Business as Usual Won’t Cut it

by Ken Mueller on July 30, 2012 · 8 comments

men at work - business as usual

Business as usual.

When we utter that phrase in reference to our own business, it generally means that we are seeking some level of normalcy. It means something along the lines of,

“Continue to do what you’re doing, because it works”

But business as usual just might not cut it anymore. You see, for most businesses, when we conduct business as usual, no one notices. No one talks about us.

But blog posts are written about you when you screw up. If you mess up, people will tweet about you and talk about you on Facebook. There are plenty of case studies out there about businesses that have failed us in some way, usually in terms of customer service.

On the other hand, blog posts are also written when you do a great job. Exceptional service gets us tweeting and Facebooking.

In fact, there’s a saying (and I don’t know the origin of this) that says something along the lines of,

“If we have a good experience, we tell three people. If we have a bad experience, we tell 3-thousand people.”

Go ahead and look at your Twitter feed or Facebook Newsfeed. You’re more likely to see people complaining and bashing businesses then you are to see people praising them. Apparently we as a culture and society like to complain. We have a rather bloated sense of entitlement, don’t we? Understanding that your customers have that kind of posture and power is important. Additionally, we need to remember that the offline and online are not separate entities. They coexist, and while many businesses separate the two, I don’t think most users create that dividing line, especially as we increasingly access the web from our mobile devices while on the go.

If you’re just doing business as usual, no one will talk about you. And that might be fine, because not talking about you is better than trashing you, right?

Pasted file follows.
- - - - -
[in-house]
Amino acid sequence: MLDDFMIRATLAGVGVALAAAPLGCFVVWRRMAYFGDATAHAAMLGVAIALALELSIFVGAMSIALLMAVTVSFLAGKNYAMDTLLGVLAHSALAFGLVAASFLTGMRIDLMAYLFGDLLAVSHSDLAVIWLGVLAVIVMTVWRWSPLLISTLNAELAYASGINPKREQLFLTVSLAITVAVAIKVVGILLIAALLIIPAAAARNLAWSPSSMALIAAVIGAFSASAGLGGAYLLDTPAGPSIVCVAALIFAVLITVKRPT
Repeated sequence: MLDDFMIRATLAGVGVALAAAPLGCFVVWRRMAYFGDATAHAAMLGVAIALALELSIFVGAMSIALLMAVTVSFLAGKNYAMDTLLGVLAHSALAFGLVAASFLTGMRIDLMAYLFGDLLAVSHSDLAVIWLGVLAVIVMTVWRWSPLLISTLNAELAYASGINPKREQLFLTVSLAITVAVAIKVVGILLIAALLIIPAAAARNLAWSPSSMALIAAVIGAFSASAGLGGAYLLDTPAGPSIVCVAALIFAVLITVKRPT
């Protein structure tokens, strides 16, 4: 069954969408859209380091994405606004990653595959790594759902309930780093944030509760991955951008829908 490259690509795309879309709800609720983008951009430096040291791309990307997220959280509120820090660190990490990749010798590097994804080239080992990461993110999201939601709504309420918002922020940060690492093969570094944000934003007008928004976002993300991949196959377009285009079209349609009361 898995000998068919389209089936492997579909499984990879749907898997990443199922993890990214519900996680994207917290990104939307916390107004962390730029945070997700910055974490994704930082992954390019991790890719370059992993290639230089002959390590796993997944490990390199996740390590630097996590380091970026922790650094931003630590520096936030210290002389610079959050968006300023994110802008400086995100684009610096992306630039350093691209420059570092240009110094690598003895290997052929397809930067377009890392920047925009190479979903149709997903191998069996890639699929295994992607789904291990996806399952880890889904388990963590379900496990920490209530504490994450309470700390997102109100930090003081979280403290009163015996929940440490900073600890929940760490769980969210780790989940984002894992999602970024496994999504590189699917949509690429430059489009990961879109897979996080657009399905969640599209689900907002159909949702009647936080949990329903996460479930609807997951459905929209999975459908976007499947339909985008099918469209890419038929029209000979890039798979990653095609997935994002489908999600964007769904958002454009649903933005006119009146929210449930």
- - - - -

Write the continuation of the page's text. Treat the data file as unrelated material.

Here’s the problem: that sense of entitlement that our customers have won’t settle for “normal” or “business as usual” for long. Our expectations grow over time. We expect more. And what we, as businesses, call business as usual, will suddenly be perceived as “not enough” by our customers.

If you own and operate a small business, this is something that you need to understand. Get people talking, and get them saying good things about you.

Most likely, business as usual won’t facilitate that.

How are you getting your customers talking?




smmanley 1 Like

I was just starting to write a blog that was along these lines this afternoon, but you said certain things better than I was writing and I have a different slant on some of my points now.  Bravo Ken!!

KenMueller moderator

@smmanley Thanks, and feel free to write your own take on this. You and I have different readers and there's nothing wrong with spreading the word!

ShellyKramer 1 Like

I love this post, Ken. And you are spot on! Business as usual isn't enough. And the businesses - large and small - who realize this sooner rather than later will, most definitely, reap the benefits of so doing.

KenMueller moderator

@ShellyKramer I think most businesses think they can conduct business in the online world the same way they do in the offline world, and it might not work. They really need to think through what they are doing and how they are treating their customers. 

annedreshfield 1 Like

Great points, Ken. It can be too easy to stagnate as long as everything is going well, isn't it? I think this is true in all aspects of life, too. If I think I'm doing just fine at something, I'll undoubtedly get a little bit lazy, and then even lazier, and then...stagnation, and all improvement grinds to a halt. 

Latest blog post: Test

KenMueller moderator 1 Like

@annedreshfield We need to make sure we don't just settle. The moment we do, it makes it easier to slack off.


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